Being a good listener is something I’ve always taken for granted. I’ve never really been concerned about it; I just figured I was one. I mean, I love it when people share their problems with me because then, I get to tell them what to do. I get to fix them.
But when I read that too many people listen to respond, it hit me like a ton of bricks: That is exactly what I do.
The person who most often falls victim to my chronic need to advise is, naturally, my dear hubby. He’s like most people, myself included, in that sometimes, he just wants to be heard.
But when he’s talking about a problem he’s having, I just want to fix it. As he talks, my brain goes right to how I can take care of the problem. And if I believe the problem lies in part in his spiritual walk, then I’m extra eager to ‘set him straight.’
I seem to be under the misunderstanding that I alone am responsible for everyone else’s walk with the Lord. If there’s a problem of any kind, it’s on me to fix it. That’s right, little ol’ me, chief advisor to the Holy Spirit.
But I’ve recently discovered something amazing: I’m here to better other people’s lives, not perfect them. And very often, I can best do that by listening to understand, not to advise.
Take last week for example. Hubby was sharing a problem with me that we’d discussed a few times before. As I listened, my brain switched to ‘Fourth Member of the Holy Trinity’ mode and I started analyzing his words to form the best, most spiritually helpful reply.
When he was done, the first, rather diplomatic, words out of my mouth were, “I completely understand.” But before I could launch into my sermon, I heard this deep sigh of relief and the reply from my husband of, “Thank you for understanding.”
Well, what could I say to that?! That is not the open door through which march the sermons of helpfulness. My words died on my tongue and I felt like a heel. Then, to add shock to my shame, what should spout forth from my husband’s mouth but the very words I was poised to correct him with!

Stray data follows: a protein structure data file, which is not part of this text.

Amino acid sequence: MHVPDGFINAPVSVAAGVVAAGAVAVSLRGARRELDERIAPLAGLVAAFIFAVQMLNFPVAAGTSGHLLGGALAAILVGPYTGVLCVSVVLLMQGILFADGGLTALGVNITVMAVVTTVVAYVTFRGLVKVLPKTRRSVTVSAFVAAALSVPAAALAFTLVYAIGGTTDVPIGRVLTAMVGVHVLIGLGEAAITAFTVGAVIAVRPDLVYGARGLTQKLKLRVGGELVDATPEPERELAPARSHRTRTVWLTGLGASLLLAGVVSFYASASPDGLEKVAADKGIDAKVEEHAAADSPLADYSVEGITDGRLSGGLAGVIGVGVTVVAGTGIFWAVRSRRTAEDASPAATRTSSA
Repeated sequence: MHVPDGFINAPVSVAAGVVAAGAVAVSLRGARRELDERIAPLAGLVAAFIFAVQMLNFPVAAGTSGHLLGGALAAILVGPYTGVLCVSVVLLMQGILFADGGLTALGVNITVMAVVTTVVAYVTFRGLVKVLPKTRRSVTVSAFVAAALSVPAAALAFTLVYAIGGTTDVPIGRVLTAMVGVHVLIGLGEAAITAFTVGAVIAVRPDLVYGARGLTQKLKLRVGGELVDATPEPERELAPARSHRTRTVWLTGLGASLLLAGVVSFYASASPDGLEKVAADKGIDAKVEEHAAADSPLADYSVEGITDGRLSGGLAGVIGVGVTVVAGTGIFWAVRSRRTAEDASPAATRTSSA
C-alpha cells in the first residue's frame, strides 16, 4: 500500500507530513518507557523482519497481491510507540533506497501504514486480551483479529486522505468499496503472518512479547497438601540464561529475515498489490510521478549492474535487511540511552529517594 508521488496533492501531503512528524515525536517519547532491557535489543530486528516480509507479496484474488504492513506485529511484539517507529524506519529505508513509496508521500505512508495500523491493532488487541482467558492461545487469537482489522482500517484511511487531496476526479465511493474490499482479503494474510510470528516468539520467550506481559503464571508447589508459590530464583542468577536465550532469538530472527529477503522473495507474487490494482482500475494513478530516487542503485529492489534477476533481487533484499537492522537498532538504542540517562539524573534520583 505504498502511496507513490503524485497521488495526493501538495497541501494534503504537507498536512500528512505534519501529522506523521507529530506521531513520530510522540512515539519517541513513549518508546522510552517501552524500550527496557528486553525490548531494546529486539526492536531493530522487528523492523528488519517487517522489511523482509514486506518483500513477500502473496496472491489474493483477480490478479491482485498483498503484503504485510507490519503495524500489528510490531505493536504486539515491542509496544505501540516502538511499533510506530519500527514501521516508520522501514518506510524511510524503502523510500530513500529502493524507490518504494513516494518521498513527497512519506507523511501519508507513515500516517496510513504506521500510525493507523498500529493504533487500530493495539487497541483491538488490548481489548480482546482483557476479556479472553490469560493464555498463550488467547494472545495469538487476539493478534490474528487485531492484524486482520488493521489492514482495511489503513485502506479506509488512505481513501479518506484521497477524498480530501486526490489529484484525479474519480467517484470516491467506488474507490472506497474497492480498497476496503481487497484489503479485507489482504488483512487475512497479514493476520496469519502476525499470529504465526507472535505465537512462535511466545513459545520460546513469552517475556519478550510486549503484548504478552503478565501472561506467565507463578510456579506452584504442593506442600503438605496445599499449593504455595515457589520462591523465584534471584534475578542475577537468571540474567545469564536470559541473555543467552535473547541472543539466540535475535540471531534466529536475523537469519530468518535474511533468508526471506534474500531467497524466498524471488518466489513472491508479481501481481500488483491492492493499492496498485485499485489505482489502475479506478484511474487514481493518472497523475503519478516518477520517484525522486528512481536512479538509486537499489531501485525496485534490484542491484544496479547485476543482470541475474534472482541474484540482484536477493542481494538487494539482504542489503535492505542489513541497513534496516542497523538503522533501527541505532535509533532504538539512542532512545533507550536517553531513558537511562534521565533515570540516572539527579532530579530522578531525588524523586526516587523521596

That was when I had the startling revelation that the Holy Spirit was at work in his life and I should be praying for him rather than preaching at him.
Which got me to thinking; how disheartening would it be if I poured my heart out in prayer just to hear from the Lord, “Leah, we’ve been over this before. Come on now, you’re doing so many things wrong.”
So, I should just keep my trap shut, yes? No. Because oftentimes, what I hear from God in prayer is a loving correction. Because oftentimes, people talk out their problems with me because they’re looking for a word of encouragement or advice. Because sometimes, I actually listen to the Holy Spirit instead of advising Him and He gives me a revelation meant to encourage someone. The key is to listen, to the Holy Spirit and to people.
So don’t be like me. Don’t take being a good listener for granted while sitting poised to answer with judgment and condescension. Don’t assume, like me, that if everyone would just listen to you, the world would soon see a blessed change.
Sure, there are plenty of opportunities to speak up. But in a world so desperate to be understood, I think we could all stand to be better listeners.